Wednesday, April 29, 2015

Vietnam: Ninh Binh

After Jeremy took his leave and we mourned the departure of our third farkle player, we hopped on a bus to Ninh Binh (Ning Bing). Now, as was obvious in Hanoi during a few of our excursions, I am a much more relaxed planner than Jared is (which may surprise some who know how much I love to plan). This in combination with the fact that we had become accustomed to traveling with access to data and therefore instant real-time map updates, led to a humorous experience upon our arrival in Ninh Binh. I had found a hotel for us but did not make a reservation nor did I think to pre-load a map of the location. All I knew was that it was supposed to be 400 m from the bus station near the center of the city. That’s an easy walk! So we get off the bus and Jared is all “So. Where to now?” and I’m all like “Uhhh, how about this way…?” We cross a few streets and I navigated us in the direction that I felt the hotel would be, the growing frustration ever apparent on Jared’s face. As we are about to cross yet another street during our directionless journey, a man on a motorbike stops and asks us if we are looking for something. I said, "yes!" and showed him the name of the hotel. As a big toothless smile spread across his face he exclaimed, “That’s my hotel!” and showed us his business card as proof. We then got a free ride on the motor bike back to the hotel and all Jared could do was laugh about it and comment on my luck. We had originally planned to go to a nearby ancient village that evening but decided that neither time nor weather were conducive to the journey. Instead, we planned the next few days and went to the train station to purchase our tickets for onward travel.

The next day we booked a car to take us to Cuc Phuong National Park. This park has a primate center and a turtle conservation center on the grounds. Both were small but it was interesting to see different primate and turtle species in the context of conservation and rehabilitation. We went first to see the cave of a prehistoric man. It was actually quite spacious and we decided that the Prehistoric Hedges clan would have been able to live quite nicely inside the ancient walls. Next, we journeyed for 3 hours through the rainforest to see a thousand year old tree. Since we were in the rainforest, it was only appropriate that it rained on us the entire 3 hours. Good thing we were feeling especially positive that day because we were still able to enjoy ourselves despite the rain.
Look at all that lush green
Here's lookin' at you, tree.

 Part of the appeal of Ninh Binh to tourists is an area known as Tam Coc. Here, it is possible to ride a boat powered by lady rowers through rice paddies to see the karsts (similar to those in Halong Bay) rising from the green. Our second day, Jared and I opted to rent a motorbike and ride first to the ruins of a 10th century village and then to Tam Coc. We did not take a boat ride but instead walked around the little village and stopped along our drive to take pictures and admire the view. We also found an old pagoda that was near a hillside and had a shrine in a cave. On our way to this pagoda, we got a flat tire. We were not exactly sure how to proceed in such a situation so we called our hostel owner and asked him. He instructed us to just take it to a shop and get it fixed. Oh, sure, no problem. Not only do we not speak the language but neither of us has been paying attention to where such a shop might be. I think the luck of Ninh Binh was still with us because we found a fella with a fix-a-flat shop not 200 meters from where we busted the tire. Something that could have potentially ruined our day was easily solved and we were on our way once again! It was one of our favorite days so far and we enjoyed the freedom that the motorbike offered as well as the unique and beautiful vistas of the area. There is also a funny anecdote that came from this adventure. As we were leaving the village ruins, we were walking, minding our own business and a group of Vietnamese teenage tourists came upon us, walking in the opposite direction. At first there were a few giggles and some fingers pointed in our direction. I looked over my shoulder to see if something was going on behind us; there wasn’t. The few giggles quickly progressed into full fledged teen fan shrilling and we were surrounded by the group with multiple requests for pictures and shouts of “You so beautiful. You so handsome.” We obliged, of course, how could we deny the fans? It was the most surprising and overwhelming reaction to our other-ness yet. I have to admit, it made me feel like a movie star for the 5 minutes that it lasted. Soon I’ll be dealing with paparazzi and autograph requests, it’s a tough life- to be white in Asia- but someone’s gotta do it.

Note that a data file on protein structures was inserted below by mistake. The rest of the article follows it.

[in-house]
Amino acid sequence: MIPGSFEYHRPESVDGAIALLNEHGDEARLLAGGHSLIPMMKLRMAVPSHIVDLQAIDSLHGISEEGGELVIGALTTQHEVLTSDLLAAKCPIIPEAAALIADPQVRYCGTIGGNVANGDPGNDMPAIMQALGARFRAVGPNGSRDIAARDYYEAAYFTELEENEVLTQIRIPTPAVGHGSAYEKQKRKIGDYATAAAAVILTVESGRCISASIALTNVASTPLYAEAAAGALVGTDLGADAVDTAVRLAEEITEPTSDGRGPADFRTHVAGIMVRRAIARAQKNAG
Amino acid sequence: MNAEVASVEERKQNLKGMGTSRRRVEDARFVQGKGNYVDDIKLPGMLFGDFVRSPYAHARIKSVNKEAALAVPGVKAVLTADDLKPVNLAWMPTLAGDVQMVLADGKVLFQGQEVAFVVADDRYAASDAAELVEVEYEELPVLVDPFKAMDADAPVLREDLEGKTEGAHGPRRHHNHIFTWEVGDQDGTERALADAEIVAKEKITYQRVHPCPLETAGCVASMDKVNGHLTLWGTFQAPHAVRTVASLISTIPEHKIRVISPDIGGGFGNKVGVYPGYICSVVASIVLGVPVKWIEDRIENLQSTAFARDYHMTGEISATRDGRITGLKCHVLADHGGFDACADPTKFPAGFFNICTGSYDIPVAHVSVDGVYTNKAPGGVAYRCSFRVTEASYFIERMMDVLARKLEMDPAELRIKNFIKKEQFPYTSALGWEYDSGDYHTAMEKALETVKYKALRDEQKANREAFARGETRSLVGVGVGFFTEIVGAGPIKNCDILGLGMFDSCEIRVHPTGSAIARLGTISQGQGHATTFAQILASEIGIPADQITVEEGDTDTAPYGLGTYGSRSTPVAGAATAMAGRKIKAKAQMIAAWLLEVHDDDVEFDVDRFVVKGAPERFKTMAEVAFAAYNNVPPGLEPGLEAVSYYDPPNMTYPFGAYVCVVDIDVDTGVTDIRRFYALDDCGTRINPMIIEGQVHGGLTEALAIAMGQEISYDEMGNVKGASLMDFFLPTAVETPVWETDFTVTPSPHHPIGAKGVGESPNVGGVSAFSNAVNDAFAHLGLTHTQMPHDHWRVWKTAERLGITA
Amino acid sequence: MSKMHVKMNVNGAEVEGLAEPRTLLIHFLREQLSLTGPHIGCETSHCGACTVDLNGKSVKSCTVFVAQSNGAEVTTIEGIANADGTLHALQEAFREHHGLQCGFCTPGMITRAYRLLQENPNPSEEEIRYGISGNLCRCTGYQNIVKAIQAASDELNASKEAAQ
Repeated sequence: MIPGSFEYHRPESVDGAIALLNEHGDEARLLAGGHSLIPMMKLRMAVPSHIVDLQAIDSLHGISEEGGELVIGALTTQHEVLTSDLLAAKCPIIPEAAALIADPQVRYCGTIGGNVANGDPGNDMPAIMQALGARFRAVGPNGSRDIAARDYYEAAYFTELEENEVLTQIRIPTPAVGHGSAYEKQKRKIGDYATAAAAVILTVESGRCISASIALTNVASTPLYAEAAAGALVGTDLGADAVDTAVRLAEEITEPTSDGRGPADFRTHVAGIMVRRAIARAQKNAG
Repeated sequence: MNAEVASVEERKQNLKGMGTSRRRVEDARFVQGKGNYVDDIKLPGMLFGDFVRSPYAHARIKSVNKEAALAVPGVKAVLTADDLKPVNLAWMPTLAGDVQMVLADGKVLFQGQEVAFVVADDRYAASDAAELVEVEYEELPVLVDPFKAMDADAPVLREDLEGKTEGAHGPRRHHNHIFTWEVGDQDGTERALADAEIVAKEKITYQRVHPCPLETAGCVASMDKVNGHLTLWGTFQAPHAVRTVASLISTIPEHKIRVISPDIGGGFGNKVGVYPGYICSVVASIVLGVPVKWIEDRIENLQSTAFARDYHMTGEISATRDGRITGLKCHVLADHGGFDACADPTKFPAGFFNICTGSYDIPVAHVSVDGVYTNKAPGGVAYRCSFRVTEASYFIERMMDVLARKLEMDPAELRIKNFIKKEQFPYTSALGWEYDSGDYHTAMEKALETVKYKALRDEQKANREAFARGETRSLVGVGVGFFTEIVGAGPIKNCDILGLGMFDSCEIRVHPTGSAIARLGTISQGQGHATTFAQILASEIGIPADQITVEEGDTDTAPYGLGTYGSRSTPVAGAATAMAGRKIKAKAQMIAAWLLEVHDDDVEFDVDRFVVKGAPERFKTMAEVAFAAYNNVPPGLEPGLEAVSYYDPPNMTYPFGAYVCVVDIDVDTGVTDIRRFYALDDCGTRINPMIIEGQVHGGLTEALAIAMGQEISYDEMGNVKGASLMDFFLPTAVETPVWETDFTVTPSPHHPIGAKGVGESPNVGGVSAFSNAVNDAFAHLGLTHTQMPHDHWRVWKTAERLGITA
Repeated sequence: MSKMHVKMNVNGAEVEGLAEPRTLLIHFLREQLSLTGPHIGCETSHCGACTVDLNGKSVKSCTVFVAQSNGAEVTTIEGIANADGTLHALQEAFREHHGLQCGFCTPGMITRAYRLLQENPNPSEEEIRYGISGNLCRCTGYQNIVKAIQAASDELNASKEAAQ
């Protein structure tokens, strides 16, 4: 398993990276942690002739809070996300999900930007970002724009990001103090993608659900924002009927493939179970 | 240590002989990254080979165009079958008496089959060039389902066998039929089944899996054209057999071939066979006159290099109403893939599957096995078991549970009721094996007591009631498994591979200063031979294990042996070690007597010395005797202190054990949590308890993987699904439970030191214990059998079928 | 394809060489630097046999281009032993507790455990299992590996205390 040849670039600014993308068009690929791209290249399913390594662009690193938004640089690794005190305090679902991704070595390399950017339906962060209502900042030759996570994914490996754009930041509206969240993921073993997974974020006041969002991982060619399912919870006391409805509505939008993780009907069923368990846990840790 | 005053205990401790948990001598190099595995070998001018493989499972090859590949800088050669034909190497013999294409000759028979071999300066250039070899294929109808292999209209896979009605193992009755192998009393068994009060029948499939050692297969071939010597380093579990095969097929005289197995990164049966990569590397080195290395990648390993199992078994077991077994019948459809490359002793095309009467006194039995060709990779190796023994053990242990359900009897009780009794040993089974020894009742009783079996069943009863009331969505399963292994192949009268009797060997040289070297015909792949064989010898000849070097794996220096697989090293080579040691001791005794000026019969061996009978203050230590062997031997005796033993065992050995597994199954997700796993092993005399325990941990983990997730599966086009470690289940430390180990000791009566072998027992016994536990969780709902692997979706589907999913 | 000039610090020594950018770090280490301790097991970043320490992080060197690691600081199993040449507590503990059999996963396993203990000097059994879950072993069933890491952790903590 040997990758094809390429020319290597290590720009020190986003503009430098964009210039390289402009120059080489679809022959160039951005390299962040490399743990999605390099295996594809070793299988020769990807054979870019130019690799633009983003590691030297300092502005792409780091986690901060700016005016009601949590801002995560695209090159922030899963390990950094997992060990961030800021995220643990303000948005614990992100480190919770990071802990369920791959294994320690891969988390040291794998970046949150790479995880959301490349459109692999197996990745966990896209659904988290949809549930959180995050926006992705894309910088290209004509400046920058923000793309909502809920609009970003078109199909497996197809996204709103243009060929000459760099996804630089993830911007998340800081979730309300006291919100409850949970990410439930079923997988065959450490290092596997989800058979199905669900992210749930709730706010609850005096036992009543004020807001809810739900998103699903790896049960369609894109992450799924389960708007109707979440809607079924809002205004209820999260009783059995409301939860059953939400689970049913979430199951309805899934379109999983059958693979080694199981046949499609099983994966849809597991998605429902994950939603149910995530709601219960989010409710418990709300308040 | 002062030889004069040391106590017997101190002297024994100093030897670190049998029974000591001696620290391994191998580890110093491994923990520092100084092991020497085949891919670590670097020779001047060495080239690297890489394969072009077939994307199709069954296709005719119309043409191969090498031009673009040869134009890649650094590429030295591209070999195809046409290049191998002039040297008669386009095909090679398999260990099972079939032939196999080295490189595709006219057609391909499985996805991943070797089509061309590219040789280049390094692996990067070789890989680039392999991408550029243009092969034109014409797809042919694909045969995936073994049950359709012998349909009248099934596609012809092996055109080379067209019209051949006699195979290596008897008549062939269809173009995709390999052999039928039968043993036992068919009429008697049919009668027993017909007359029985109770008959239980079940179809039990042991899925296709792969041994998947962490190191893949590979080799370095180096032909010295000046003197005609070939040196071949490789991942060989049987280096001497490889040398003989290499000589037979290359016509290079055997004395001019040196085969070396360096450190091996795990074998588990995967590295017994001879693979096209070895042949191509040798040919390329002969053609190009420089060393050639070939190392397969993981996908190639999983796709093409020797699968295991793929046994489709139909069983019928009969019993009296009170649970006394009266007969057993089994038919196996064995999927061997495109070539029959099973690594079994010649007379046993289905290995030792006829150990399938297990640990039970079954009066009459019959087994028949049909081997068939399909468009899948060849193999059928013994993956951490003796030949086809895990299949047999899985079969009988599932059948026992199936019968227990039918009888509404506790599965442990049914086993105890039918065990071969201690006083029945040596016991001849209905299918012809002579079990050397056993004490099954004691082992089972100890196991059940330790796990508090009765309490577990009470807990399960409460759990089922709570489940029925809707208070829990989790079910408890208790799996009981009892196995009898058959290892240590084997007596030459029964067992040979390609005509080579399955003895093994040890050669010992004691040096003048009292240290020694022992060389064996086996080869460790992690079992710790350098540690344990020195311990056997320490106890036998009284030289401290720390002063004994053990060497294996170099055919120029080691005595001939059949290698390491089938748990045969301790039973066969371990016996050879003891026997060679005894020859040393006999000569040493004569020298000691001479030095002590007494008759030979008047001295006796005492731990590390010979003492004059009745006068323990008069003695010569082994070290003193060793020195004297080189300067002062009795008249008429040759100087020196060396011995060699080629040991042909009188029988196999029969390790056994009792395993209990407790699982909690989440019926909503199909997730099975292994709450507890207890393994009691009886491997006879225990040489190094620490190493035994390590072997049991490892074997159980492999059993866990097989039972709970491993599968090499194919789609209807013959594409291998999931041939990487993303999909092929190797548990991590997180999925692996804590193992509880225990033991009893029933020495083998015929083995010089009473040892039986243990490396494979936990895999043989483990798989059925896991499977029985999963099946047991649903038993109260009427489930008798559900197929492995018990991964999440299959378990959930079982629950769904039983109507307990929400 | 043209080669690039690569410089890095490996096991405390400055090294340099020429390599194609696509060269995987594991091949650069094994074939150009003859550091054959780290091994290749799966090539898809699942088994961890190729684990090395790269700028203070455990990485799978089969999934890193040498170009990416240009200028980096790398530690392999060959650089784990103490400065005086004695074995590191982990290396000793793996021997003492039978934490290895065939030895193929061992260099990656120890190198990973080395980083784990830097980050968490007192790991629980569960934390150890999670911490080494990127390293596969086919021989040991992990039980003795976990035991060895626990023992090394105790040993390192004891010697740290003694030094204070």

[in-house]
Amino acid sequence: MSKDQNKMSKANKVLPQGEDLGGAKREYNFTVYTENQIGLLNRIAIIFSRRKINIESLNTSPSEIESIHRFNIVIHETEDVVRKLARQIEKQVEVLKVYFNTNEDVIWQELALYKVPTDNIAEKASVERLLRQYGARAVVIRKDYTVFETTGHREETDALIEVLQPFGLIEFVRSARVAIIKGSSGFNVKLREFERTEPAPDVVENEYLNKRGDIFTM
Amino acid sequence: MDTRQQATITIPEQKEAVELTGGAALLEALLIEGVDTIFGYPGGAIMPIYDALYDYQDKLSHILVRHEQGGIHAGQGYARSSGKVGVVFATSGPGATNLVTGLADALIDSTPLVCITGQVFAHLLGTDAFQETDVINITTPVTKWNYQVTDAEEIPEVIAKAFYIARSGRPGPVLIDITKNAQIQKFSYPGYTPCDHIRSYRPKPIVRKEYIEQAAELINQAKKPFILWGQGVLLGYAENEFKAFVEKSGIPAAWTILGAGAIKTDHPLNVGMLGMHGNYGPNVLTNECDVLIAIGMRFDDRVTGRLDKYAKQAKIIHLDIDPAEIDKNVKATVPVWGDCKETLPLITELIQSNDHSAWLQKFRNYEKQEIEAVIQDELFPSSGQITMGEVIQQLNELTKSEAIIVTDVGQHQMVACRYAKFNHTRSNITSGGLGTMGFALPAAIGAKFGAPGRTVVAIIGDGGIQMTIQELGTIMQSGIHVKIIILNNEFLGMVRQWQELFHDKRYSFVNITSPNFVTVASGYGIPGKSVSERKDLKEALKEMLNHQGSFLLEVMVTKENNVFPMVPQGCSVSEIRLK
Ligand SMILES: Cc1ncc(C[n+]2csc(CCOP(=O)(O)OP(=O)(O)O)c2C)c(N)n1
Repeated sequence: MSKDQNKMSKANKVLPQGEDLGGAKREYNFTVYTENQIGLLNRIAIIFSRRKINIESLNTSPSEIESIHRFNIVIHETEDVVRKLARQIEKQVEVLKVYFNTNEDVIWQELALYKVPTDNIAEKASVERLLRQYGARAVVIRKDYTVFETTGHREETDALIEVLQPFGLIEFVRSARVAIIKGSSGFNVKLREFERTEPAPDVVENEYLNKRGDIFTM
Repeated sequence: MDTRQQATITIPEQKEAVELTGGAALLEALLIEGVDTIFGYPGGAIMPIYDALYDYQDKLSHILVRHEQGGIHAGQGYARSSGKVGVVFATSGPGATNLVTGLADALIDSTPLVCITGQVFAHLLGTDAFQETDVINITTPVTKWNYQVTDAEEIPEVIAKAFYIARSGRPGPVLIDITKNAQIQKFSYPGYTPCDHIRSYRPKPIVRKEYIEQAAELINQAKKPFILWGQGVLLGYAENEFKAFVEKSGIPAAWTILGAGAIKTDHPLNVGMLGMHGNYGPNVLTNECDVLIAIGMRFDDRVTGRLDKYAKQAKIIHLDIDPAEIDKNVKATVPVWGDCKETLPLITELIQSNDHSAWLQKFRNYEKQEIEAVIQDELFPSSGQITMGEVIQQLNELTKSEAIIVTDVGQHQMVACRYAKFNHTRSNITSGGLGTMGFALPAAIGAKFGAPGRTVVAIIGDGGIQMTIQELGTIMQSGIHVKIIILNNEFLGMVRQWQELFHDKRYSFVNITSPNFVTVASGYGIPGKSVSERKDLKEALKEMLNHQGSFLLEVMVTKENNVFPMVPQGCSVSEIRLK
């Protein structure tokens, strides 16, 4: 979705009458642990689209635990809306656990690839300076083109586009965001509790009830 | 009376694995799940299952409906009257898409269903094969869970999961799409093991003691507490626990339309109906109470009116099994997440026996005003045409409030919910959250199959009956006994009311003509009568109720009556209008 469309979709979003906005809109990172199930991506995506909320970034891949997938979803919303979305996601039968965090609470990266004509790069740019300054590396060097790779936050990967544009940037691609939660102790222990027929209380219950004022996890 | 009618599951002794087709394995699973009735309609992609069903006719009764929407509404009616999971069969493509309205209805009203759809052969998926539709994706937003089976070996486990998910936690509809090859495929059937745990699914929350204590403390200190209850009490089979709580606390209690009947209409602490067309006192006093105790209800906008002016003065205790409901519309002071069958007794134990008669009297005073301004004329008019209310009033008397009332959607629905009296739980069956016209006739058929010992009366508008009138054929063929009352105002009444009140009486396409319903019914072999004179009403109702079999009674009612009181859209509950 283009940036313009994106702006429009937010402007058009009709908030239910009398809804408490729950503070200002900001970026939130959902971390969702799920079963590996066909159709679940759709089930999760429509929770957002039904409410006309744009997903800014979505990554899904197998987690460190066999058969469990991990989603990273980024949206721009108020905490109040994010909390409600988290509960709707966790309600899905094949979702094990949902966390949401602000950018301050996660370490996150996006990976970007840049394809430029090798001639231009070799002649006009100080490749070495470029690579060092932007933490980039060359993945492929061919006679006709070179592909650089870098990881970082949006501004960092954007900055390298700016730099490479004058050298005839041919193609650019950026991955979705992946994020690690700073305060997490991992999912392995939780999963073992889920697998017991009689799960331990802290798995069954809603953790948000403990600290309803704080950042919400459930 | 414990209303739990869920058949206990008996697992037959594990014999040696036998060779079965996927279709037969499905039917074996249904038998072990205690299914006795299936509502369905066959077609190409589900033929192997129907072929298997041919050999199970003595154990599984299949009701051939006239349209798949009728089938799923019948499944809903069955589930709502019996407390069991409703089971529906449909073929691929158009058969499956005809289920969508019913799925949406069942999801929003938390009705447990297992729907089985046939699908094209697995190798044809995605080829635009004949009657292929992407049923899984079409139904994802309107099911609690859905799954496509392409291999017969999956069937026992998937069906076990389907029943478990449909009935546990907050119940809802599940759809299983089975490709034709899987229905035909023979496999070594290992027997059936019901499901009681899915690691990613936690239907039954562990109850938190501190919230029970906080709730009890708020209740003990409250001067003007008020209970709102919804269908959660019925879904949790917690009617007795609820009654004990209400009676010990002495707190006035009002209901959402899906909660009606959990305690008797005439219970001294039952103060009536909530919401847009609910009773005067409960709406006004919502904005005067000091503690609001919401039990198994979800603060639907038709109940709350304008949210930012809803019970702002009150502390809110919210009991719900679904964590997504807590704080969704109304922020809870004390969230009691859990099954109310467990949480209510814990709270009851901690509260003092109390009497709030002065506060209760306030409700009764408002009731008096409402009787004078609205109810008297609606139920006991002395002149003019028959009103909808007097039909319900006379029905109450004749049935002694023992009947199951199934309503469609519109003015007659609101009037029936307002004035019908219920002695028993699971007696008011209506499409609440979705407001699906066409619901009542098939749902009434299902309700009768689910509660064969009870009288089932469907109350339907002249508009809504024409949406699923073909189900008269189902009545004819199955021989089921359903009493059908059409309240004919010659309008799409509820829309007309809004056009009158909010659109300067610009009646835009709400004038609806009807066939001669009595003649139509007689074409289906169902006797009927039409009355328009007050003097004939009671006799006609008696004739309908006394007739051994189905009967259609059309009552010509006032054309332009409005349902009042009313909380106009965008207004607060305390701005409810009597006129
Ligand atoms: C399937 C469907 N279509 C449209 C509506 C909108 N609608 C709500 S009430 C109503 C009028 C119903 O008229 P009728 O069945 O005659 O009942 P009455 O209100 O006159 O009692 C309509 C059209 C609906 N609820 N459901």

Don't we look like professionals?

This is on the bridge where we rose to instant fame

10th century ruins

Would you like to go for a swim?

The rice fields are so luscious; they beckon to you to take off your shoes and walk through the fields but then you realize that you would just sink into the mud...

Beautiful flat rock ridge we encountered on our ride.

It's hard to tell in the photo but these are the rowers rowing away with their feet instead of their hands!

This waste basket was wishing happiness to everybody and I echo the sentiment!
From Ninh Binh we headed to Hue on a night train. Next up is our exploration of the DMZ.